Machine learning research is an expensive and energy-hungry business. Training a machine learning model can generate carbon emissions equivalent to building and driving five cars over their lifetimes. But why?
Artificial neural networks learn by adjusting weights of parameters and connections until an output matches an answer; for example, an algorithm can play a game competently or an image is correctly recognised as being that of a cat. This can take the equivalent of many years of compute time, which means you have to throw an awful lot of compute power at the problem to cut that time down to months or weeks. Plus, there’s a lot of twiddling and optimisation to be performed. How many neurons? How many connections between neurons? How fast should the parameters be changing during learning? And, this whole process might have to be repeated many thousands of times to get a satisfactory result or make a small but significant improvement.
Researchers at the University of Massachusetts Amherst estimated the energy cost of developing AI language models by measuring the power consumption of common hardware used during training. They found that training one particular model – BERT (Bidirectional Encoder Representations from Transformers) – just once has the carbon footprint of a passenger flying a round trip between New York and San Francisco. Then, by searching using different structures – training the algorithm multiple times on the data with slightly different numbers of neurons, connections and other parameters – the cost shot up to the equivalent of 315 passengers, or an entire 747 jet.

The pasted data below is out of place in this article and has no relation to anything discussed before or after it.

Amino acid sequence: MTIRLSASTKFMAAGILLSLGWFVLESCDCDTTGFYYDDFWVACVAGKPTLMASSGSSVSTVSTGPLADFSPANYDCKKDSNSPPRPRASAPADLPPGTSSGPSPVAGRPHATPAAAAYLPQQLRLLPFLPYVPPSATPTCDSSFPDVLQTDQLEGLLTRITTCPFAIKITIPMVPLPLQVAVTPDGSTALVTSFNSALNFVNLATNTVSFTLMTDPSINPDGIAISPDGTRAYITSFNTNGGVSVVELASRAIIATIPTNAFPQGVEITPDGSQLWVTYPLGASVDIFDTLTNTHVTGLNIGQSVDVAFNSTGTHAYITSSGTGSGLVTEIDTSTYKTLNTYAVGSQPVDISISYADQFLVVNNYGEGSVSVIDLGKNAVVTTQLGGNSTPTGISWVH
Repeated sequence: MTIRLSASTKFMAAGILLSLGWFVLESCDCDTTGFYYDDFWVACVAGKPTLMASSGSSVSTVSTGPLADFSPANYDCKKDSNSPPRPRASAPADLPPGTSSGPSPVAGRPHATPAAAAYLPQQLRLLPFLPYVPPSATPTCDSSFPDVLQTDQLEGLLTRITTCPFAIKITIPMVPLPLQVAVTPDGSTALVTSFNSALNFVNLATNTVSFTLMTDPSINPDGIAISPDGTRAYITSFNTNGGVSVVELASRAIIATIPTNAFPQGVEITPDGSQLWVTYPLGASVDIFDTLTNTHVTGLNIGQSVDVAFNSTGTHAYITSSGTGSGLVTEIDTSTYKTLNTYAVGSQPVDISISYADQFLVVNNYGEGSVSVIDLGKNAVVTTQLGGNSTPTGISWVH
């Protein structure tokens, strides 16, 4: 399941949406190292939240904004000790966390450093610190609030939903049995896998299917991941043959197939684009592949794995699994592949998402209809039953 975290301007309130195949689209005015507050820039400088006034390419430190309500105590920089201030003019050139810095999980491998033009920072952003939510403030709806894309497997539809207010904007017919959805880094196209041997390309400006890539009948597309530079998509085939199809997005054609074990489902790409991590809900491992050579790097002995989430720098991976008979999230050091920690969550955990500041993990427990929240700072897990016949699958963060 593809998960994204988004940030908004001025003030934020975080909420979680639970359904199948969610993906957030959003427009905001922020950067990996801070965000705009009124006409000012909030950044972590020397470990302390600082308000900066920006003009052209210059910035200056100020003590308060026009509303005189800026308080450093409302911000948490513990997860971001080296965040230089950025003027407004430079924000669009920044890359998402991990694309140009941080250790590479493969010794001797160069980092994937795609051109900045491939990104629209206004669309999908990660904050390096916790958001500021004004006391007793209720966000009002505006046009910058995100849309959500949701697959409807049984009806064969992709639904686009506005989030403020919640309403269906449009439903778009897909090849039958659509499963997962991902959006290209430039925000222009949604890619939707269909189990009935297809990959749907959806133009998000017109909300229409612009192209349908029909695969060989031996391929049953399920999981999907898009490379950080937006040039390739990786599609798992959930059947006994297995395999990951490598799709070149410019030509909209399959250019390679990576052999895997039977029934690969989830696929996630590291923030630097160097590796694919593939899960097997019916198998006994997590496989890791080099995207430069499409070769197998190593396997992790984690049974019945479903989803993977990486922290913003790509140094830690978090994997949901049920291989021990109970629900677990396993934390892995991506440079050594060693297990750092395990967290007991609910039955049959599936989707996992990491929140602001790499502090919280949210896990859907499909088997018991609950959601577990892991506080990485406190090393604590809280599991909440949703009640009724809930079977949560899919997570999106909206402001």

Then again, larger networks mean better accuracy. The much-lauded GPT-2, has 1.5 billion weights in its network. The even more awesome GPT-3 has 175 billion weights. Spending money upfront on training a model well can make it cheaper to run, which means the total cost and energy consumption attributed to it over its lifetime becomes lower.
GPUs are required for all this processing, as CPUs are not up to the job. While they are much more powerful, GPUs also consume more power and generate more heat, requiring more cooling, which consumes more power. You get the picture. Hooking these power-hungry servers up to sources of ‘green’ power is now an essential consideration for AI labs, even when using more efficient new server hardware and cooling technology.
If you are interested in exploring the use of machine learning and want advice on how to build and run the most cost-effective, energy-efficient model training systems, get in touch and we’d be happy to talk to you about your goals and ambitions and offer advice and guidance.
Source: The Conversation